It kinda sucked to be anybody but James Durbin tonight.
The multi-octave rocker, who matched Muse frontman Matthew Bellamy high note for high note—and then some—on a cover of the British band's "Uprising," was deemed the best performer of the night.
And he went second.
So how did the other six poor schlubs do on a performance night dedicated to tunes recorded since 2000?
Young Scotty McCreery, still only 17 despite the convincing maturity in his country-made voice, trotted out yet another perfectly fine song—John Anderson's "Swingin'" (covered by LeAnn Rimes last year)—but this time he was taken to task a bit for playing it too safe.
Not so much James, who, unlike Paul McDonald, knows how to pull off a flamboyant coat. With the help of an alt-rock marching band and plenty of fog, he made for quite the spectacle, prompting Jennifer Lopez to "go out on a limb" and guess that he would have the best performance of the night.
Randy Jackson joined her on that limb and noted that Bellamy—who was in the audience a few weeks ago with baby mama Kate Hudson—had emailed James to tell him that, if he sang "Uprising," he needed to really go for it with the final verse.
"Matt, I know you're gonna hear this," Randy said, "but he slayed it!" (Actually, upon a second listen, it was a little shrieky, but James couldn't be beat as far as spectacle went.)
"You stay out of my closet now," warned Steven Tyler.
Haley Reinhart took another type of risk, one the judges seemed to appreciate but might not pay off as far as votes are concerned. She covered Adele's relatively new tune "Rolling in the Deep," a fabulous song but one that's all over the charts and radio now, meaning that's the version people care about.
Jacob Lusk, meanwhile, assured that the tears would be rolling every which way by taking on Luther Vandross' "Dance With My Father," winner of the Grammy for Song of the Year in 2004.
But was Jacob too emotional to sing it cleanly?
"That's one of the tricks of being a performer...You have to have enough control," lamented Jennifer, who compared Jacob to Vandross earlier in the season.
Casey Abrams, who can always be counted on to go way out there (Nat King Cole, anyone?), actually reined it in this week—but just the right amount, going contemporary again with Maroon 5's "Harder to Breathe." And, in our opinion, his hard-rocking version was grittier and more interesting than the original.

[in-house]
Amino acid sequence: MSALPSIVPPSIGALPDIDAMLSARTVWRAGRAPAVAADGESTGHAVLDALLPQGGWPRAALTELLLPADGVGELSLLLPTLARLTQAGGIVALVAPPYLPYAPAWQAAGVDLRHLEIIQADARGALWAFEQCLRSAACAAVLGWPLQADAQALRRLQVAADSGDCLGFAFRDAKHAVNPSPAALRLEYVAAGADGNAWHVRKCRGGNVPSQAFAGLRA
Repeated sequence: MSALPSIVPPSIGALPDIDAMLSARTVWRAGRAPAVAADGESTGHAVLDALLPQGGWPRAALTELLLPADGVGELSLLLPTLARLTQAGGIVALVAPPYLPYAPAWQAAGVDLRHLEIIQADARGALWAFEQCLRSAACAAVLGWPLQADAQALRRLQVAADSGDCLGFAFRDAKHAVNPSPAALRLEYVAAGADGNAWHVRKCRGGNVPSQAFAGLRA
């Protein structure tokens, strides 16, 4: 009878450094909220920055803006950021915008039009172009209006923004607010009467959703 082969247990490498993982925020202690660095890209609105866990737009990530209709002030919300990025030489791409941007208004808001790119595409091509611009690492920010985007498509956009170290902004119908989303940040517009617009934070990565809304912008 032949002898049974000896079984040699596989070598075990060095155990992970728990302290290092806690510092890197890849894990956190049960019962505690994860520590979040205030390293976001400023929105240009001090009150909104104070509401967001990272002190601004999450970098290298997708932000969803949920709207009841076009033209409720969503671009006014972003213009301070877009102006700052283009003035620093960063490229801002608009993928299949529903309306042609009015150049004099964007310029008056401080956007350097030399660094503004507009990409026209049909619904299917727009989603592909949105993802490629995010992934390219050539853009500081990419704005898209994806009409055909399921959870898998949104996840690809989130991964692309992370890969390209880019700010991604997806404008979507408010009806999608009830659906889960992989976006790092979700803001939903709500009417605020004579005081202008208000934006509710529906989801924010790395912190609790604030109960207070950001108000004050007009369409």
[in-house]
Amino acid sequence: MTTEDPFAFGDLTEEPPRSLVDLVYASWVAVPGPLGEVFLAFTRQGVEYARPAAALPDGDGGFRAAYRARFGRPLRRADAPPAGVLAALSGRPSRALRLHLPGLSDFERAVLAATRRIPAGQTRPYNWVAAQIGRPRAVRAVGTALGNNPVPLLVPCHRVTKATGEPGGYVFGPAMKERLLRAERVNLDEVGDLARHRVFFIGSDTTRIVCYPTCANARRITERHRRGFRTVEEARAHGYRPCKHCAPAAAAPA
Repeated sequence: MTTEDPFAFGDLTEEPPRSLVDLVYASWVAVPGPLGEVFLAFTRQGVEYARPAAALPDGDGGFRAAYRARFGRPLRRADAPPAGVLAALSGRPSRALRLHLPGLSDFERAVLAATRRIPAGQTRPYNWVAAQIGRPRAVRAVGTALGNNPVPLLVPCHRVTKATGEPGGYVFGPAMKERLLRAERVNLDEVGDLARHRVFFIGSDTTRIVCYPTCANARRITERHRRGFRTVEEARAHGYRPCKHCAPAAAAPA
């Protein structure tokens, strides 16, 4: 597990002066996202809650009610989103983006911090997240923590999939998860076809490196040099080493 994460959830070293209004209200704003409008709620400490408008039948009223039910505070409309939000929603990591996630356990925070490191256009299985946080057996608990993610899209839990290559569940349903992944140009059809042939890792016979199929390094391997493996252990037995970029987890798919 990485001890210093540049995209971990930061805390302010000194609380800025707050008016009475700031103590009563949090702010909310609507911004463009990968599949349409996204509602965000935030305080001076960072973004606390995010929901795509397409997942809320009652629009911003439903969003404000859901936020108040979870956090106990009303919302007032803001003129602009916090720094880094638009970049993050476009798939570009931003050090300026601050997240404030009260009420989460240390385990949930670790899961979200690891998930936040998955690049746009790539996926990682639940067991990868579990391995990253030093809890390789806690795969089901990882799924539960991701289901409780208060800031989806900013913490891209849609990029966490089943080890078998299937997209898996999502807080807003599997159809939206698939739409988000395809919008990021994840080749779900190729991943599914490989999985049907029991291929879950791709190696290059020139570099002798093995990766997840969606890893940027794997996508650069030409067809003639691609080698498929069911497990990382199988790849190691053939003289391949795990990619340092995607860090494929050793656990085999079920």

Not to mention, he blew J.Lo away with that smooch on the cheek at the end.
"You did what I've been trying to do for four months!" cried Steven. And then both he and Randy agreed that Casey is "so f--king good."
"You just kissed the most beautiful woman in all the world!" marveled Ryan Seacrest, who was sporting the fake Casey beard that the 20-year-old's fellow contestants had donned for preshow interviews.
"This is what it feels like to be a man?" the host joked, rubbing his naked chin as Casey took the liberty of peeling off Ryan's beard.
Alas, Stefano Langone didn't get the memo about ill-advised covers of Usher, Rihanna and other pop-R&B superstars. He went with Ne-Yo's "Closer," and it was rather unbearable.
"No one can say you weren't all up in it," offered Steven, while Jennifer said, "Speaking for all the girls in the audience, I thought it was very, very good."
How about speaking for all the judges on the panel, J.Lo?
Lauren Alaina closed things out with Sara Evans' "Born to Fly," which sounded perfectly lovely and presumably her fans will really love it. But, as the case was with the country singer who came before her tonight, the judges persuaded Lauren to push herself further next time.
"I don't think she even knows how good she really is," Randy said. "You can do anything."
Will she have the chance to do anything next week? If not Lauren (and probably not Lauren), who sang a swan song tonight? The field will be slashed to six tomorrow night following performances by David Cook and Katy Perry.